Now this isn’t to be taken as an endorsement of Layton.  Layton has allowed his party to tack to the right and I will forever be sceptical of him for that exact reason.  But if it came down to a choice between only Layton and Dion, I’ll take the guy who stands with a strategically-damaging policy decision on principle over the guy who jumps from his principles at the first chance to save his own neck, every day of the week and twice on Sundays.

7 Responses to “The difference between Dion and Layton”


  1. 3 Sceptical Environmental 13 January, 2007 at 8:17 am

    So few people are talking about how Dion’s environmental credentials are as cheap as the green hats and scarves he handed out at convention.

    If Dion were sincere in wanting us to use less gas, why did he vote against California-style mandatory emissions standards last year?

    Dion also said his solution to climate change in the oil sands is to have nukes power the whole thing.

    Who says this guy’s an environmentalist??

  2. 4 paulitics 15 January, 2007 at 9:21 am

    Sceptical Environmental – well put.

  3. 5 Jan Johnstone 18 January, 2007 at 8:19 pm

    I’m not sure how Layton has moved to the right, unless you are suggesting the NDP sending the unclean energy act to committee. Considering the NDP is the ONLY party that has voted against all 3 Con confidence motions in the House, while either the BLOC or Libs kept them afloat, well which veer to right do you them? Just curious.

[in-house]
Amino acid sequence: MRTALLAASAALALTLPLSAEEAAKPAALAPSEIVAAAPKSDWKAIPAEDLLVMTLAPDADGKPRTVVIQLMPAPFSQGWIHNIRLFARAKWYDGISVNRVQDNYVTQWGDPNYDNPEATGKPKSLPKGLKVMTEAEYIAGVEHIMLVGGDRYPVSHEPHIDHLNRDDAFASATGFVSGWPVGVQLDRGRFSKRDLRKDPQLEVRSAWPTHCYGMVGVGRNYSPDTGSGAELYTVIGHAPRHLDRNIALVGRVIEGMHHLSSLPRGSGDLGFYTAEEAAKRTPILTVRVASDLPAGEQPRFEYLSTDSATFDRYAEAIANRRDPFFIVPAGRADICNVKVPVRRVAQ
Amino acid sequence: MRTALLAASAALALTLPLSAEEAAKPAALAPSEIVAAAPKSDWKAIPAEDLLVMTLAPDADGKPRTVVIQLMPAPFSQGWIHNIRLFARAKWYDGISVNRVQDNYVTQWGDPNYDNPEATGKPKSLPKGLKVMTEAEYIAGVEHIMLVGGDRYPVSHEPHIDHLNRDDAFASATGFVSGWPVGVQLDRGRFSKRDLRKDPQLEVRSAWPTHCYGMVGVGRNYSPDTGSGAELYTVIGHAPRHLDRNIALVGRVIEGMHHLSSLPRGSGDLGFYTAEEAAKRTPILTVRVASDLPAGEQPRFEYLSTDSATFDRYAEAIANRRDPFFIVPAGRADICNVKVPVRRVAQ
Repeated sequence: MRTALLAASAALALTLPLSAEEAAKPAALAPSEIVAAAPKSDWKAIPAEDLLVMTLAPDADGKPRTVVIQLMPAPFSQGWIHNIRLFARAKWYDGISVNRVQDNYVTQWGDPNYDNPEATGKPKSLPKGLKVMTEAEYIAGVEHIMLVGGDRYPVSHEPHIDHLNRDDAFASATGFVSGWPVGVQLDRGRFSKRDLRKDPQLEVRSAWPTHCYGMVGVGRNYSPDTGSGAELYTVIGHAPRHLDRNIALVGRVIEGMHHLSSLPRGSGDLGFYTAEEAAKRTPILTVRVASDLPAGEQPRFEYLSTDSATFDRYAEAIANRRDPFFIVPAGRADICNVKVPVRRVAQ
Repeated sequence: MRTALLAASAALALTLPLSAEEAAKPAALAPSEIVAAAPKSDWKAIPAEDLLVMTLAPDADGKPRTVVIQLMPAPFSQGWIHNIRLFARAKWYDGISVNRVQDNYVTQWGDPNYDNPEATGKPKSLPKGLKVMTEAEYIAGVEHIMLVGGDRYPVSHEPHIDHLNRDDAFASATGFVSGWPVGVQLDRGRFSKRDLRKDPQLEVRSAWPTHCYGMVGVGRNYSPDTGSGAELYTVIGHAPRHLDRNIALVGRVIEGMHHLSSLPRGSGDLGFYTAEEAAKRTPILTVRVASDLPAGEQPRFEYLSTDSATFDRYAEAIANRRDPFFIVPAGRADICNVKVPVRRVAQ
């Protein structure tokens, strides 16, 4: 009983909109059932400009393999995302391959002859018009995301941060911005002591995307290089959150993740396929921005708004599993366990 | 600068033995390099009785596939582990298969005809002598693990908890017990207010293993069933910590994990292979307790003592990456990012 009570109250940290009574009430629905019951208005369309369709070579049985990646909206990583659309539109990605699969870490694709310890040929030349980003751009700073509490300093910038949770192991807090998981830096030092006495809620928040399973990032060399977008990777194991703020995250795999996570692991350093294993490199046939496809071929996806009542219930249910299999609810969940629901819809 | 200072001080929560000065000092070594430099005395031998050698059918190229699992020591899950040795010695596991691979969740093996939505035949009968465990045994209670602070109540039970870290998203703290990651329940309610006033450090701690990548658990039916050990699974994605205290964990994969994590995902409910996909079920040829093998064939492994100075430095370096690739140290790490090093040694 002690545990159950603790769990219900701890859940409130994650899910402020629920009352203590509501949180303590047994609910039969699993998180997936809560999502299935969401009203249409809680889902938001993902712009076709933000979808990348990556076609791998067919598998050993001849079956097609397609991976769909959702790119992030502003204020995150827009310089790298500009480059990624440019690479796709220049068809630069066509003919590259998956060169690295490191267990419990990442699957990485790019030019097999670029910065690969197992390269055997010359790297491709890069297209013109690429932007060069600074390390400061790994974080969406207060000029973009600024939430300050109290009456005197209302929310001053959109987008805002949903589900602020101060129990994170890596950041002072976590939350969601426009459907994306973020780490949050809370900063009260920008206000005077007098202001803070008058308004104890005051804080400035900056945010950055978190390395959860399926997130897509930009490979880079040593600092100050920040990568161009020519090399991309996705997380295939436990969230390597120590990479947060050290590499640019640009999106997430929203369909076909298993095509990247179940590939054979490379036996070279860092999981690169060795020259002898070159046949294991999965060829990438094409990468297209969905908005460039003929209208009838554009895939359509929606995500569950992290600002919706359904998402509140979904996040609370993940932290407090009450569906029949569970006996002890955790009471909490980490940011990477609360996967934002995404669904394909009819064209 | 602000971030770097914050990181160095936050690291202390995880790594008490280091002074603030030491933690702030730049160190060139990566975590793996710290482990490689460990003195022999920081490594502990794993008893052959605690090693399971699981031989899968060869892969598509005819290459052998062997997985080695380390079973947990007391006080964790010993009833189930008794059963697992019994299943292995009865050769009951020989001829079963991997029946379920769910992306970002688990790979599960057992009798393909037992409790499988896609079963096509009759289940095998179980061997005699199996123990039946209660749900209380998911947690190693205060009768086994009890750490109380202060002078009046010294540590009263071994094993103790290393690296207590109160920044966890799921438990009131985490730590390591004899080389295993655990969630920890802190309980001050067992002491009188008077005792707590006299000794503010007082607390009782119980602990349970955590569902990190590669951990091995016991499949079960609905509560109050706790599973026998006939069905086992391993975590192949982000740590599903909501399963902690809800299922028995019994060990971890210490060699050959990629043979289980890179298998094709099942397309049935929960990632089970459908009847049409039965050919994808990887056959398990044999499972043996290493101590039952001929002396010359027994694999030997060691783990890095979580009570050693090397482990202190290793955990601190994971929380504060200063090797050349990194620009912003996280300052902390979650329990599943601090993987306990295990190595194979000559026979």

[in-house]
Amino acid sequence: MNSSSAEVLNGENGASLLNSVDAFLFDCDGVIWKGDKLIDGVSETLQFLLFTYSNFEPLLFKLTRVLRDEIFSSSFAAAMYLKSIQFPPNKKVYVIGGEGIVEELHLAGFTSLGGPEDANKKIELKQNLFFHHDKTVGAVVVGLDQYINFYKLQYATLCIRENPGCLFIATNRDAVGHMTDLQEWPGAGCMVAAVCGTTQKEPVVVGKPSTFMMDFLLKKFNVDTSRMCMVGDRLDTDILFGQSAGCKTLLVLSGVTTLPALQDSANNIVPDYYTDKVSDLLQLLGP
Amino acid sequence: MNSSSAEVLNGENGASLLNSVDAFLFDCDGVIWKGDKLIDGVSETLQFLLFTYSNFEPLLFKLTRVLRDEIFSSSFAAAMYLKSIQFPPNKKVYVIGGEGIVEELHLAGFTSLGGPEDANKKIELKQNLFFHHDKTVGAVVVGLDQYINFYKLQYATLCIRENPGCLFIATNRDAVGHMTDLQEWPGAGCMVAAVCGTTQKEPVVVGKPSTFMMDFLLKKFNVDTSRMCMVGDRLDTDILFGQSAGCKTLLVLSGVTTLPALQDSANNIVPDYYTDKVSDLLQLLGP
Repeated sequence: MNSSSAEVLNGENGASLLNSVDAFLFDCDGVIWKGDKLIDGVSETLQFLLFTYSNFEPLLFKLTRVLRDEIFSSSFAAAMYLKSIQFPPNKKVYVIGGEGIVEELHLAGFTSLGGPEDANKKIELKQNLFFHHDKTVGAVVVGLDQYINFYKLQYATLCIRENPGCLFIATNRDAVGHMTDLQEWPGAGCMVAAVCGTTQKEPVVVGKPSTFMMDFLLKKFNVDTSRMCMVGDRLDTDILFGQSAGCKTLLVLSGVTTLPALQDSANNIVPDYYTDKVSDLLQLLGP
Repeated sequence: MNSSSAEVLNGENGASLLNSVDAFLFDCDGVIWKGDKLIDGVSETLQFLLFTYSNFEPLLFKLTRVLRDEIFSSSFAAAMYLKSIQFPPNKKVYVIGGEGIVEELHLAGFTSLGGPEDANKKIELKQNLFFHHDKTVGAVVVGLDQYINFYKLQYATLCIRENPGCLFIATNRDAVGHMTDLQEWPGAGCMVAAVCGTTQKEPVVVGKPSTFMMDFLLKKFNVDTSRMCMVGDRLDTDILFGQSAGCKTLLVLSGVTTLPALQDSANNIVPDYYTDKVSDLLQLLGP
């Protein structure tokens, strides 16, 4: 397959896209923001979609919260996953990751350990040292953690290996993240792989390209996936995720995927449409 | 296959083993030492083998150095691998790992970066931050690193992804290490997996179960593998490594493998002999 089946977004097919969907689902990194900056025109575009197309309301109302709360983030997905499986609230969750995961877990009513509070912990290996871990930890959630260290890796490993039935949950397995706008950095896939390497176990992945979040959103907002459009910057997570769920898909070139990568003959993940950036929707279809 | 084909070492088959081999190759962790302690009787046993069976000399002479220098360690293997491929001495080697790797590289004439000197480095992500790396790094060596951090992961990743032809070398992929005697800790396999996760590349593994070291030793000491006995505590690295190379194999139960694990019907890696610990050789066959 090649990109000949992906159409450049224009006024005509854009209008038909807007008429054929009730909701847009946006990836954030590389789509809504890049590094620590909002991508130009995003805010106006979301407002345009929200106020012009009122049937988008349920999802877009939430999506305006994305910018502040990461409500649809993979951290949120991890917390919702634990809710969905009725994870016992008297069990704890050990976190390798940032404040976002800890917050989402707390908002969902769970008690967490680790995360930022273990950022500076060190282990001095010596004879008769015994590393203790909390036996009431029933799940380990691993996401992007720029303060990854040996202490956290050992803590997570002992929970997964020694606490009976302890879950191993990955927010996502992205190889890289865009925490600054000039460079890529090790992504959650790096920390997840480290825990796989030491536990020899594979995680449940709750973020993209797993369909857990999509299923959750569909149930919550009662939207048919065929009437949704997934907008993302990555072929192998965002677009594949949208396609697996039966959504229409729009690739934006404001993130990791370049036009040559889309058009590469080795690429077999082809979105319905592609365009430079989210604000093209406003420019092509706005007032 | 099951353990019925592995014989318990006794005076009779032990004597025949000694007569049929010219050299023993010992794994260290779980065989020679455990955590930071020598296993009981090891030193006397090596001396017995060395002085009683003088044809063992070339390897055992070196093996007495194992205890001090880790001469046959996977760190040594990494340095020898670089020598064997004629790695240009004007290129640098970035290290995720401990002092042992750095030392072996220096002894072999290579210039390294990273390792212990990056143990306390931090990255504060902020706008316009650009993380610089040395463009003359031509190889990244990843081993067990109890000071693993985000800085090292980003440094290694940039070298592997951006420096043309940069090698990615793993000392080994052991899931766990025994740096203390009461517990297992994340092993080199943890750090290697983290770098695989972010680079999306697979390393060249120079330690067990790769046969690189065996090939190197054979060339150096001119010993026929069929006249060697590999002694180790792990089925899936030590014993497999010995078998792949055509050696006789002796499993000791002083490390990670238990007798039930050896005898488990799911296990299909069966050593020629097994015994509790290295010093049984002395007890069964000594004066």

4. 6 paulitics 19 January, 2007 at 7:22 pm

    Jan Johnstone – you pose a fair question. No, I had no serious objections to the NDP supporting the Conservatives on the Clean Air Act. What I was referring to was actually older policies enacted years ago. While there are several that I could mention, specifically the most salient examples I can come up with are a) the NDP position on our dreadful role in Haiti (we’re helping to train the former military how to kill more efficiently even after they undertook a coup d’état and overthrew a democratically-elected government and the NDP’s position as articulated during the 2004 election was that the issue “needed more study”) and b) Jack Layton’s flip-flop on homelessness issue during the 2006 election was especially enraging to me. YES, the government, in failing to provide for the basic necessities to sustain life, WAS negligent and WAS responsible for the deaths of all the homeless people on their watch. Paul Martin, just like Chrétien before him and just like Campbell and Mulroney before them, has the blood of those people on his hands.

  5. 7 paulitics 27 January, 2007 at 9:42 am

    I just wanted to apologize to Steve V. He made a comment on this thread, but for some reason it was held up by spam guard. So I’ve inserted his comment above leftdog’s comment.

    Sorry once again Steve for the mix-up.

    As for your comment. I believe I’ve answered your charge in the debate which followed, but just so we’re clear: I support any measures (including Dion’s) to levy stiff penalties against polluters. I have no qualms with this portion of his policy plan. What I do object to is his support for “clean coal” (which is itself a contradiction in terms opposed by virtually every true environmentalist party in the world) and his proposal to subsidize these tar sand companies.